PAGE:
Good Riddance to the Dropout Bill
The Colorado House of Representatives Education Committee recently killed House Bill 1044, which would have denied a driver's license to those who drop out of school. The bill would have, in effect, turned school principals into Department of Motor Vehicle agents and DMV agents into truant officers. A teenager's ability to drive would have been denied not because he harmed someone, or created a risk of harm by drinking and driving, but simply because he made a choice that offends some sensibilities. The bill's demise is worth celebrating.
But while the dropout bill is gone for now, the ideas behind it remain. And the fact that it got four votes out of the 11-member Education Committee merits some examination.
One of the arguments set forth by sponsor Rep. Cheri Jahn (D - Jefferson County) was that it is cheaper to keep dropouts in school than to pay for welfare and corrections when they get into trouble. This would be a good point except that it assumes that all dropouts either end up on welfare or go to jail. And some do, but so do some high school graduates.
Rep. Jahn missed the irony that denying a dropout a means to get to and from a job -- a driver's license -- is itself an incentive towards welfare dependency. Also missed was the possibility of making new criminals out of dropouts who chose driving to a job over obeying the law.
Rep. Debbie Stafford, a bill supporter, is quoted by the Rocky Mountain News: "It's unfortunate, but we may be in a day and age where we have to look at alternatives -- we have to hit them where it hurts." This sounds more like a president justifying the bombing of suspected terrorist targets than a debate over school dropouts.
Such class snobbery toward those who drop out of school wrapped in a piece of legislation purporting to "send a message" about the importance of education may make for good cocktail party chatter. But the real message behind such measures is to teach fear and loathing of the state to those whose circumstances force them into tough choices.
We would all like to see every kid in Colorado stay in school and get that diploma, and in a perfect world they would. But despite the best efforts of the political class to regulate life into their vision of the "one best way," we still live in a perfectly imperfect world.
Like it or not, some have to choose between finishing school and keeping bread on the table -- be it working for someone else or pitching in on the farm or family business.
And for those young people who drop out because of horrid personal or family circumstances, which are generally outside their control, denying them a license also denies them a tool of empowerment: mobility. The means to leave and start over. For these dropouts, HB 1044 was the equivalent of the state kicking them while they are down.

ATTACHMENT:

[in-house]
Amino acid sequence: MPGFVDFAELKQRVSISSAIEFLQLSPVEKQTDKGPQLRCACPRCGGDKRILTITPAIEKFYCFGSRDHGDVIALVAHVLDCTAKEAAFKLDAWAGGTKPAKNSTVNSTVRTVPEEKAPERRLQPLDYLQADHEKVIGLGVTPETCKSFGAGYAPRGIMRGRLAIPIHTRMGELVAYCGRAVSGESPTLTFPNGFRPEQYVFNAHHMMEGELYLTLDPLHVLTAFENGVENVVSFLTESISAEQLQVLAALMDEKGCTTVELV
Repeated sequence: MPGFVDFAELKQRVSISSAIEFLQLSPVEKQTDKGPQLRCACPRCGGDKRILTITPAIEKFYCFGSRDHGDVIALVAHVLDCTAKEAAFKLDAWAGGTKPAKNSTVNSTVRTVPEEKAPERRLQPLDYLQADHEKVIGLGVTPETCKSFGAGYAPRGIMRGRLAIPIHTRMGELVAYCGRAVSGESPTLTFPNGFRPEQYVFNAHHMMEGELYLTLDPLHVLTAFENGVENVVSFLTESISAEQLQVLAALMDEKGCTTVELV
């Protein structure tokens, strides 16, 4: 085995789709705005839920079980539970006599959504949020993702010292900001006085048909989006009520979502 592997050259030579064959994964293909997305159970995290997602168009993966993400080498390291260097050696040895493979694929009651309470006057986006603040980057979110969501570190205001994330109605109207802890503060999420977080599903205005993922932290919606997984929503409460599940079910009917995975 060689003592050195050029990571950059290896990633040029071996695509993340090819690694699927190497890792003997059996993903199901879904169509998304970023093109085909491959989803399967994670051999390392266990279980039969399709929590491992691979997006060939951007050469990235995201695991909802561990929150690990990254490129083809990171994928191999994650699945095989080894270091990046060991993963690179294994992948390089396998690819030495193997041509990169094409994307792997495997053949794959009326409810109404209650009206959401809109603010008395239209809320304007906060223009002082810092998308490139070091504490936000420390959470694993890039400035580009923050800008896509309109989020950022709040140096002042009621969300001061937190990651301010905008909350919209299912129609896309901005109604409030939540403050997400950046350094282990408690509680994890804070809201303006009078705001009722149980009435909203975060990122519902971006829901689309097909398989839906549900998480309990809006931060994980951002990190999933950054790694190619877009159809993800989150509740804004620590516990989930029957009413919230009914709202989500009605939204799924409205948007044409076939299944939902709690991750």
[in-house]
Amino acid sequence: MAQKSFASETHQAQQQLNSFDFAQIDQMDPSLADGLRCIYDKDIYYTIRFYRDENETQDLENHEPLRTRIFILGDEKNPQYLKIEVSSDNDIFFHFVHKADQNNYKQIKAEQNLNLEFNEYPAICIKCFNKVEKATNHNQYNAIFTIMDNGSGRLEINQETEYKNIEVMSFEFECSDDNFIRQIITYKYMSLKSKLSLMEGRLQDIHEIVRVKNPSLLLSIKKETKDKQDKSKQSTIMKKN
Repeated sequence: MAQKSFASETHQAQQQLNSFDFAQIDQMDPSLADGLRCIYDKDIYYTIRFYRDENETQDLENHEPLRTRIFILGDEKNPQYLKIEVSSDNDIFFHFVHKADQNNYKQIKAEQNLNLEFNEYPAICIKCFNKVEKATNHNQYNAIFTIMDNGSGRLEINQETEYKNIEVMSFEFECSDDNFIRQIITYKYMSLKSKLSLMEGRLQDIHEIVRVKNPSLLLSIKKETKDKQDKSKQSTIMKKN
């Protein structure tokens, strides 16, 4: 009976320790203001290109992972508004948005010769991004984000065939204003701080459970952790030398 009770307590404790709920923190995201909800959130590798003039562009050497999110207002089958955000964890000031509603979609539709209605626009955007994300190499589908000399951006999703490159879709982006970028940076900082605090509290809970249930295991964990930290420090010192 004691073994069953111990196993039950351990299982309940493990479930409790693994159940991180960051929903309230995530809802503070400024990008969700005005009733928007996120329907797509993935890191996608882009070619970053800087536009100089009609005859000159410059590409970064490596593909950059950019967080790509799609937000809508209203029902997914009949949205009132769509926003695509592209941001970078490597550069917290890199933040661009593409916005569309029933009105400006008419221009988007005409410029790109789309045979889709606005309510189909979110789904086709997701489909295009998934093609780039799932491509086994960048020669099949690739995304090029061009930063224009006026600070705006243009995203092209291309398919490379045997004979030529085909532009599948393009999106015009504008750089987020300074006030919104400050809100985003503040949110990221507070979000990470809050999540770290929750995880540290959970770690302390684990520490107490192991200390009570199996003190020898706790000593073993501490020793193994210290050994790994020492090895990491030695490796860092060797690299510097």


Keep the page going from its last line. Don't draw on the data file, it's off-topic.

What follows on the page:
Moreover, society already exacts punishment on those who forego a high school diploma in the form of limited job opportunity and social status. It's bad enough that a high school dropout may be regarded by some as a second-class citizen. There is no need for the state to codify such attitudes.
Further, the bill required principals to verify school attendance to the Department of Revenue prior to a driver's license being issued. In an age where "lock down" has become a school concept as well as a prison one, you would think educators have their hands full enough without also having to act as motor vehicle agents for every student applying for a license, especially those no longer in their charge.
Stephen Moore and Julian Simon's book, "It's Getting Better All the Time: 100 Greatest Trends of the Last Hundred Years," shows that only one in four Americans born in 1900 received high school diplomas, but only one in 10 born in 1960 did not. In other words, rates of high school completion have risen dramatically in America. And continue to do.
So why the sudden urge to "hit them where it hurts"?
It is gratifying that at least seven members of the Education Committee saw fit to say no to this bill. Two of the virtues lawmaking should embody are a sense of justice and equality; HB 1044 had neither.
[Editor's note: One Libertarian commented, "Maybe it's the smart ones who leave."]
Research Associate Mike Krause wrote this article for the Independence Institute, a free market think tank concerned with education reform and located in Golden, Colorado.
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